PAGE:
• Bridges — If a three or more unit bridge has a high pontic, and you can get under the bridge with a pointed polisher, go for it. It will thoroughly clean the underside of the pontic. Of course, floss works great here as well, but the rotating action of the ribbed point will repeatedly strike the pontic area, thereby cleaning it quite thoroughly. As an added bonus, you can place topical fluoride on the point to introduce more fluoride in to the area where the pontic and the crown meet, which is a popular place for decay to begin.
  • Pits with incipient decay — Some people present with what I call "decay holes." You know, where there is a ton of plague and food buildup, and your scaler can get most of it and then you try to get more out with the gauze or a cotton swab. The little rubber point is wonderful to use in this case. I had a patient with decay all over, and he had one "decay pit" that was huge. The tooth was probably going to be extracted but it is best to remove any bacteria before an extraction to help promote proper healing. Even if it was not slated for the hazardous material bucket, I wanted the patient's mouth as clean as humanly possible. So, out came my pointed friend. It worked great. You could use it with polish, unless the patient is hypersensitive. I think the polish is good to use in this case, as it is slightly abrasive and the bit of fluoride in it can't hurt in a "decay pit."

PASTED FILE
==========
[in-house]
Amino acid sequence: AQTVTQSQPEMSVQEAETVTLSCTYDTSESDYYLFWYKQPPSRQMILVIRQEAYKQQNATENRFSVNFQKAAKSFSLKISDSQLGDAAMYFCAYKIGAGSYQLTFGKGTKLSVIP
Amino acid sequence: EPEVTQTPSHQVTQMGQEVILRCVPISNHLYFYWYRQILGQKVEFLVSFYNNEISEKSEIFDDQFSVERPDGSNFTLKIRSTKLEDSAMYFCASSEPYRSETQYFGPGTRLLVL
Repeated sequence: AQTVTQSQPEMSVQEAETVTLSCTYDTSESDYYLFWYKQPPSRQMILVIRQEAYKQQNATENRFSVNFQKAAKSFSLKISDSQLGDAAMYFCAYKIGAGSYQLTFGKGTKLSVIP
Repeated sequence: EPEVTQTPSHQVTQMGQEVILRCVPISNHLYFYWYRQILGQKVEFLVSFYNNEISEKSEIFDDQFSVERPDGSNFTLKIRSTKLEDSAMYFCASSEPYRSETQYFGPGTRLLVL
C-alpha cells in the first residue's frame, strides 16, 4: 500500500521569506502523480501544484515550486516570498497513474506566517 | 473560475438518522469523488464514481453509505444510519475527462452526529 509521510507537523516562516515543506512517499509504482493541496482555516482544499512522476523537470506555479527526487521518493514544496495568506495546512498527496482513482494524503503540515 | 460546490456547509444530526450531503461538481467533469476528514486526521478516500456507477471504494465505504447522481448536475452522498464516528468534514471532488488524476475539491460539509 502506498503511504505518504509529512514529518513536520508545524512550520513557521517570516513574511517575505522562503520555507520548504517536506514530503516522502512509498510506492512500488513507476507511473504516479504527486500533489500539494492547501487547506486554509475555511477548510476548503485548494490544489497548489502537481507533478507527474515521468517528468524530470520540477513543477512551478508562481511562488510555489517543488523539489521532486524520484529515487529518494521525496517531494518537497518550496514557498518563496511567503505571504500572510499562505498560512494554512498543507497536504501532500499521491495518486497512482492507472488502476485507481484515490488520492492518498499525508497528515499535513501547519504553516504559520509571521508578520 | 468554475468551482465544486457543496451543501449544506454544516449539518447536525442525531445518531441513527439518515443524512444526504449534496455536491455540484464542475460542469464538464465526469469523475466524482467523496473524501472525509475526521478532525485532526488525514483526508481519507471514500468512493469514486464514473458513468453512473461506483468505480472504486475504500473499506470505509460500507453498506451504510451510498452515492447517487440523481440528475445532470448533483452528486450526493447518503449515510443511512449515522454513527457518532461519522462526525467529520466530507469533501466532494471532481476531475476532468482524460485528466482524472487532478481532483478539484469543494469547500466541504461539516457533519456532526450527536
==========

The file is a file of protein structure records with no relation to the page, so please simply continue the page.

• Incisal ditches — We know the ditches and grooves on the incisal areas love to collect stain and calculus, as well as being covered in plaque. A lot of polish (maybe if you have leftover plain pumice from the 1970s) and the pointed polisher can help to an extent here as well. It probably won't be miraculous, but it can help.

Lastly, for teeth that are overlapped, the points can be used to get into the crevices that can stain up or collect buildup. The sides of the polisher have ribs which can help clean the overlapping teeth.

Hope you see my little pointed friend in a new light after reading this. I know they are a very important part of my prophy routine; hopefully, they will become part of yours as well. RDH

Diane Raph-Pineschi, RDH, is a very happily employed dental hygienist who graduated from Northwestern University in 1980. She has been in practice full time for 33 years, 29 years in a Los Angeles periodontal practice. She can be contacted at diane88@me.com.